1. Controls, policies, and procedures management 
  2. Audit management
  3. Change management
  4. Vulnerability management
  5. Risk management
  6. Vendor risk management
  7. Customer response management
  8. Incident management
  9. Privacy management

Although we wish we could answer with a single product or service, compliance still requires companies to continually assess how to manage their people, processes, and technology to mitigate their risks. Companies must focus limited resources against the ever-growing landscape of threats and regulatory requirements. 

Better Ways to Systemizing Compliance

Here is a summary of these key areas and the baseline ways we have seen companies attempt to systemize addressing them.  We also provide some recommendations on a better approach.

Key Areas to Systemize



Control, Policies, and Procedures Management

  • Build and maintain a common control spreadsheet and map controls to applicable compliance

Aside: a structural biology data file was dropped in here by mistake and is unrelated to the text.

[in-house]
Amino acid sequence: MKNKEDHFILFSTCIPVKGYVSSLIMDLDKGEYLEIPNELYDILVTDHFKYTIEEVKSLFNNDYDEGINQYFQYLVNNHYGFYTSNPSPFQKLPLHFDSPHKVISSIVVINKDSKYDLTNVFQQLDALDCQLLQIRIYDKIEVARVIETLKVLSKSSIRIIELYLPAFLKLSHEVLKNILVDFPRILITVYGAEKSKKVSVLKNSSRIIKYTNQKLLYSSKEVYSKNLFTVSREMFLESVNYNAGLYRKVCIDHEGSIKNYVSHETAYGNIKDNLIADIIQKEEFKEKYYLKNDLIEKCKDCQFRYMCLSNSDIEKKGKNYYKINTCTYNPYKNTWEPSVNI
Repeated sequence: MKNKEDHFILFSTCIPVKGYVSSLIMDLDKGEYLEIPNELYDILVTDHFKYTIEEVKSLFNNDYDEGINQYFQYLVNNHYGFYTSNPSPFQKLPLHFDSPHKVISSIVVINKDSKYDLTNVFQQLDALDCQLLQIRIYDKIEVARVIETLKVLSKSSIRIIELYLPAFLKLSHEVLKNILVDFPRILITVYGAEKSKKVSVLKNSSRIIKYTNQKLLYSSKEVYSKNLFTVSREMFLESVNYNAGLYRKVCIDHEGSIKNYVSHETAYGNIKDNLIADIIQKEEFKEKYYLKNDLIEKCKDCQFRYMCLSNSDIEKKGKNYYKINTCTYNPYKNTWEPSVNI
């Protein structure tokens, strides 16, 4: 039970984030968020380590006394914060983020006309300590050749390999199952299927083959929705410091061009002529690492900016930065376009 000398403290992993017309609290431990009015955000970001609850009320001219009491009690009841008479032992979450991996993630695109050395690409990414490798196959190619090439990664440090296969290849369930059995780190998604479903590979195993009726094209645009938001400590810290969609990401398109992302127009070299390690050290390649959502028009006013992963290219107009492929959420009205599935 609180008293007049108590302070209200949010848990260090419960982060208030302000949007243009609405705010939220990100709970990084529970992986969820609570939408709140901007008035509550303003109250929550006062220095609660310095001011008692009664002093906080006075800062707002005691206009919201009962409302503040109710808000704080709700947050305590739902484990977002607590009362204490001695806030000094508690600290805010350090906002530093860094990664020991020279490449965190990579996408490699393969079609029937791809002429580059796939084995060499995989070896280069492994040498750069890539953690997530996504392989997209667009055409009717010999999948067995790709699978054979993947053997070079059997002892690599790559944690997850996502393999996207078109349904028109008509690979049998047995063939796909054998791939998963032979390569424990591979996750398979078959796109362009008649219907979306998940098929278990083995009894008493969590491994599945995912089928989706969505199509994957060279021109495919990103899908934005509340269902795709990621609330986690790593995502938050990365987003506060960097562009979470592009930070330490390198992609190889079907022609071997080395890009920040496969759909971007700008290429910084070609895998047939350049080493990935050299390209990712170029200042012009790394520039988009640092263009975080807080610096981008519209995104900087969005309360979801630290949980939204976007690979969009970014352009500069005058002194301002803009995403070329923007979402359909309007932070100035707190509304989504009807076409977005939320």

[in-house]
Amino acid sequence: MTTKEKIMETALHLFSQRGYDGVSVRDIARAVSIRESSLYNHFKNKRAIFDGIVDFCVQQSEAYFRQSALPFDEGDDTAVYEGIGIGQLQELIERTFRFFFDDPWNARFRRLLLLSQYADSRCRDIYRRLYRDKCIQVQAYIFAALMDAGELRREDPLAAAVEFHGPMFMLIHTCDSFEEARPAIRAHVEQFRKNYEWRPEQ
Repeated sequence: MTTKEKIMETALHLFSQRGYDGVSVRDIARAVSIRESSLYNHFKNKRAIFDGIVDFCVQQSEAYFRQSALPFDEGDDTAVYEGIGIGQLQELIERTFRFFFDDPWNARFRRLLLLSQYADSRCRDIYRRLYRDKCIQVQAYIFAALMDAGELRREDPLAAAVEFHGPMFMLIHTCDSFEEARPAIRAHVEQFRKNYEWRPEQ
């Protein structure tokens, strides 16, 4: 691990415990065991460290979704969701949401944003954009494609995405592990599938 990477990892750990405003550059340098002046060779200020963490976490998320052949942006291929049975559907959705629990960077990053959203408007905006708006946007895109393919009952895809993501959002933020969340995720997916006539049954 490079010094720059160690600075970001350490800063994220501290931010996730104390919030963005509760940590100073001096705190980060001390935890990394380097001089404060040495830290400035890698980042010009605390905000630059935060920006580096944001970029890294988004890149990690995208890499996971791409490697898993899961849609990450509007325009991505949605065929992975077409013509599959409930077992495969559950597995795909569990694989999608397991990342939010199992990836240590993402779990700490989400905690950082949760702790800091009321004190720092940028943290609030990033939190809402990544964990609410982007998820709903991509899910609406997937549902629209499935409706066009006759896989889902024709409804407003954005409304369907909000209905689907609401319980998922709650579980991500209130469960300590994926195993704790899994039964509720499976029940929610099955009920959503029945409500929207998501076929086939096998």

• Review and update policies on a regular basis in a content management platform or internal site that allows version tracking
  • Standardize security policies and procedures in a location accessible by all employees
  • Evaluate and select an effective GRC tool to manage security controls, policies and procedures. Leverage the tool to establish a common control database 
  • Use a GRC tool that includes mapping to the compliance framework(s)  

Audit Management

  • Build a control narratives document, supporting how controls are met so they can be used in subsequent years
  • Organize evidence used to support each audit in the folder
  • Leverage control narratives and well organized evidence tracked to meet subsequent years' compliance requirements
  • Use an effective GRC tool to manage compliance and customer audits
  • GRC tool can be used to manage and disseminate audit narratives and audit procedures to control owners 

Vulnerability Management

  • Maintain a common repository for vulnerabilities in the primary vulnerability management tool and/or spreadsheet